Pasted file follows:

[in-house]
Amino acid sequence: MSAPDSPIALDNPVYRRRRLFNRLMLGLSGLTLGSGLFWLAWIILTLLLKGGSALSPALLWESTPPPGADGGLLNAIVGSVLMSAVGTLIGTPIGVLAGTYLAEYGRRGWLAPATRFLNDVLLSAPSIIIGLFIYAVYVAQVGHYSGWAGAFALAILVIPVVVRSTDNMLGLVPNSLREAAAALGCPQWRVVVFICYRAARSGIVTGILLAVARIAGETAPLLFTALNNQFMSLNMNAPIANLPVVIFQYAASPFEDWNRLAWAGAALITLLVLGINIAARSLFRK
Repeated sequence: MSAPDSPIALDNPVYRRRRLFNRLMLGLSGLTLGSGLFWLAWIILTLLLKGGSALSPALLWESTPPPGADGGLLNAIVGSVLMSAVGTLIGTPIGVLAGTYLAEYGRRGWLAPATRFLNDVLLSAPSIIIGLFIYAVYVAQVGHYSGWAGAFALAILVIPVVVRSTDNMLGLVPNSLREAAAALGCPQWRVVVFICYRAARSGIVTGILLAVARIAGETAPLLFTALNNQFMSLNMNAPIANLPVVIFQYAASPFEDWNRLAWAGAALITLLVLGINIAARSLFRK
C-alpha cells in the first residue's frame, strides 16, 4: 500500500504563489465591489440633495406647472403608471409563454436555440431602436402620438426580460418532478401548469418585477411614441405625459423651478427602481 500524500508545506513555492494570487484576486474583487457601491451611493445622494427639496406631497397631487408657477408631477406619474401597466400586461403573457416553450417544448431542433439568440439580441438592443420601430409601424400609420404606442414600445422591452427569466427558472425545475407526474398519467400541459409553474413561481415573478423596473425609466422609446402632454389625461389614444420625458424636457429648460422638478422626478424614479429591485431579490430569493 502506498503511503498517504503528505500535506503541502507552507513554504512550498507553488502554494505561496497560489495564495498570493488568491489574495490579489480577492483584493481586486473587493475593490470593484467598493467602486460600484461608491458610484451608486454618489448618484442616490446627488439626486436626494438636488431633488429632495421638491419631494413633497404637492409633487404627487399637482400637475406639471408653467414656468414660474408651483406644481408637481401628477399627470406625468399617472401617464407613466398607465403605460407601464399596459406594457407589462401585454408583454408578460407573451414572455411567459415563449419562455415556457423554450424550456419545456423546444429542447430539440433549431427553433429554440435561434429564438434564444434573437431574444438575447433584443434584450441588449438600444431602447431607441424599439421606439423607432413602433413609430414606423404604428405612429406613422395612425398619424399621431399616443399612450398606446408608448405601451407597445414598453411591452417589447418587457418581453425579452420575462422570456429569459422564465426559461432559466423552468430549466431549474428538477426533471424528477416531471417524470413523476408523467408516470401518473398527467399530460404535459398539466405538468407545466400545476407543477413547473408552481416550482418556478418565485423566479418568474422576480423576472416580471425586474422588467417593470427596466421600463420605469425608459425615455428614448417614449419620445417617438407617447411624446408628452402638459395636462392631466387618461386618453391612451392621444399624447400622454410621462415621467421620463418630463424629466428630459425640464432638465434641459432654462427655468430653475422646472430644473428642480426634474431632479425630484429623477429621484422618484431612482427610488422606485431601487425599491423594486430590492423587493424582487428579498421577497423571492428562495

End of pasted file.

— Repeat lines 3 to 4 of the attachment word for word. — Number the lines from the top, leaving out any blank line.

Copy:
Repeated sequence: MSAPDSPIALDNPVYRRRRLFNRLMLGLSGLTLGSGLFWLAWIILTLLLKGGSALSPALLWESTPPPGADGGLLNAIVGSVLMSAVGTLIGTPIGVLAGTYLAEYGRRGWLAPATRFLNDVLLSAPSIIIGLFIYAVYVAQVGHYSGWAGAFALAILVIPVVVRSTDNMLGLVPNSLREAAAALGCPQWRVVVFICYRAARSGIVTGILLAVARIAGETAPLLFTALNNQFMSLNMNAPIANLPVVIFQYAASPFEDWNRLAWAGAALITLLVLGINIAARSLFRK
C-alpha cells in the first residue's frame, strides 16, 4: 500500500504563489465591489440633495406647472403608471409563454436555440431602436402620438426580460418532478401548469418585477411614441405625459423651478427602481 500524500508545506513555492494570487484576486474583487457601491451611493445622494427639496406631497397631487408657477408631477406619474401597466400586461403573457416553450417544448431542433439568440439580441438592443420601430409601424400609420404606442414600445422591452427569466427558472425545475407526474398519467400541459409553474413561481415573478423596473425609466422609446402632454389625461389614444420625458424636457429648460422638478422626478424614479429591485431579490430569493 502506498503511503498517504503528505500535506503541502507552507513554504512550498507553488502554494505561496497560489495564495498570493488568491489574495490579489480577492483584493481586486473587493475593490470593484467598493467602486460600484461608491458610484451608486454618489448618484442616490446627488439626486436626494438636488431633488429632495421638491419631494413633497404637492409633487404627487399637482400637475406639471408653467414656468414660474408651483406644481408637481401628477399627470406625468399617472401617464407613466398607465403605460407601464399596459406594457407589462401585454408583454408578460407573451414572455411567459415563449419562455415556457423554450424550456419545456423546444429542447430539440433549431427553433429554440435561434429564438434564444434573437431574444438575447433584443434584450441588449438600444431602447431607441424599439421606439423607432413602433413609430414606423404604428405612429406613422395612425398619424399621431399616443399612450398606446408608448405601451407597445414598453411591452417589447418587457418581453425579452420575462422570456429569459422564465426559461432559466423552468430549466431549474428538477426533471424528477416531471417524470413523476408523467408516470401518473398527467399530460404535459398539466405538468407545466400545476407543477413547473408552481416550482418556478418565485423566479418568474422576480423576472416580471425586474422588467417593470427596466421600463420605469425608459425615455428614448417614449419620445417617438407617447411624446408628452402638459395636462392631466387618461386618453391612451392621444399624447400622454410621462415621467421620463418630463424629466428630459425640464432638465434641459432654462427655468430653475422646472430644473428642480426634474431632479425630484429623477429621484422618484431612482427610488422606485431601487425599491423594486430590492423587493424582487428579498421577497423571492428562495